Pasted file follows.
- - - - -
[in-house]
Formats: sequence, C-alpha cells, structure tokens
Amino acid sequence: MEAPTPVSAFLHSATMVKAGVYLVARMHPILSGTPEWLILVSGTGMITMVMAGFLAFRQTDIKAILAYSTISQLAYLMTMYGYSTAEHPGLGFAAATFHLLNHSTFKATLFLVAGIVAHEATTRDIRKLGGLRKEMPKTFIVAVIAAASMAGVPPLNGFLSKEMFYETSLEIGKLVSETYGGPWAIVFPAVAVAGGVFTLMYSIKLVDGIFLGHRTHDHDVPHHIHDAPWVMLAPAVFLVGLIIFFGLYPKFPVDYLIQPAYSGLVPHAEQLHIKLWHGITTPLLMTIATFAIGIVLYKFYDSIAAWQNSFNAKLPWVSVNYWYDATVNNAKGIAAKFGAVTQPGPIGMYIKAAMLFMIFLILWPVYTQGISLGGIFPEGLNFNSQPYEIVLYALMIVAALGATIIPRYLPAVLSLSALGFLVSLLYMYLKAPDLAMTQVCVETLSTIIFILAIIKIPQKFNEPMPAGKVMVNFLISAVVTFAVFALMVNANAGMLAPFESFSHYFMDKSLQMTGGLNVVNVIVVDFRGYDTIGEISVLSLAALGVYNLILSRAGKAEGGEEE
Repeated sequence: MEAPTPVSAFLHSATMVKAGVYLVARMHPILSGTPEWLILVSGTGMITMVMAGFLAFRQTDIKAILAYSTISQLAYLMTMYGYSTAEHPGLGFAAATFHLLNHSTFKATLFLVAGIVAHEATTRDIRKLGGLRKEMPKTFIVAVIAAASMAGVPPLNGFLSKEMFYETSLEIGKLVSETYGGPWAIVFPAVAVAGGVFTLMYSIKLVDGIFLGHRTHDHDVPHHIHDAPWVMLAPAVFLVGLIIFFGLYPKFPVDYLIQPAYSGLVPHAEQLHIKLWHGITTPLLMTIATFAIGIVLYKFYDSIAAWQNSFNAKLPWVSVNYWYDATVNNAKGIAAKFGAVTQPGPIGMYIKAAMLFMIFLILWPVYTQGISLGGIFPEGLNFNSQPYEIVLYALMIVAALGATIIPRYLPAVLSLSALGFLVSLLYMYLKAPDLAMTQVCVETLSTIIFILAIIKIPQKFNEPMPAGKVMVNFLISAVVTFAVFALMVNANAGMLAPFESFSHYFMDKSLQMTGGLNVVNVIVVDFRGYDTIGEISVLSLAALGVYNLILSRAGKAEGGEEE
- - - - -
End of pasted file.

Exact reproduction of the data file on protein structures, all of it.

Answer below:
[in-house]
Formats: sequence, C-alpha cells, structure tokens
Amino acid sequence: MEAPTPVSAFLHSATMVKAGVYLVARMHPILSGTPEWLILVSGTGMITMVMAGFLAFRQTDIKAILAYSTISQLAYLMTMYGYSTAEHPGLGFAAATFHLLNHSTFKATLFLVAGIVAHEATTRDIRKLGGLRKEMPKTFIVAVIAAASMAGVPPLNGFLSKEMFYETSLEIGKLVSETYGGPWAIVFPAVAVAGGVFTLMYSIKLVDGIFLGHRTHDHDVPHHIHDAPWVMLAPAVFLVGLIIFFGLYPKFPVDYLIQPAYSGLVPHAEQLHIKLWHGITTPLLMTIATFAIGIVLYKFYDSIAAWQNSFNAKLPWVSVNYWYDATVNNAKGIAAKFGAVTQPGPIGMYIKAAMLFMIFLILWPVYTQGISLGGIFPEGLNFNSQPYEIVLYALMIVAALGATIIPRYLPAVLSLSALGFLVSLLYMYLKAPDLAMTQVCVETLSTIIFILAIIKIPQKFNEPMPAGKVMVNFLISAVVTFAVFALMVNANAGMLAPFESFSHYFMDKSLQMTGGLNVVNVIVVDFRGYDTIGEISVLSLAALGVYNLILSRAGKAEGGEEE
Repeated sequence: MEAPTPVSAFLHSATMVKAGVYLVARMHPILSGTPEWLILVSGTGMITMVMAGFLAFRQTDIKAILAYSTISQLAYLMTMYGYSTAEHPGLGFAAATFHLLNHSTFKATLFLVAGIVAHEATTRDIRKLGGLRKEMPKTFIVAVIAAASMAGVPPLNGFLSKEMFYETSLEIGKLVSETYGGPWAIVFPAVAVAGGVFTLMYSIKLVDGIFLGHRTHDHDVPHHIHDAPWVMLAPAVFLVGLIIFFGLYPKFPVDYLIQPAYSGLVPHAEQLHIKLWHGITTPLLMTIATFAIGIVLYKFYDSIAAWQNSFNAKLPWVSVNYWYDATVNNAKGIAAKFGAVTQPGPIGMYIKAAMLFMIFLILWPVYTQGISLGGIFPEGLNFNSQPYEIVLYALMIVAALGATIIPRYLPAVLSLSALGFLVSLLYMYLKAPDLAMTQVCVETLSTIIFILAIIKIPQKFNEPMPAGKVMVNFLISAVVTFAVFALMVNANAGMLAPFESFSHYFMDKSLQMTGGLNVVNVIVVDFRGYDTIGEISVLSLAALGVYNLILSRAGKAEGGEEE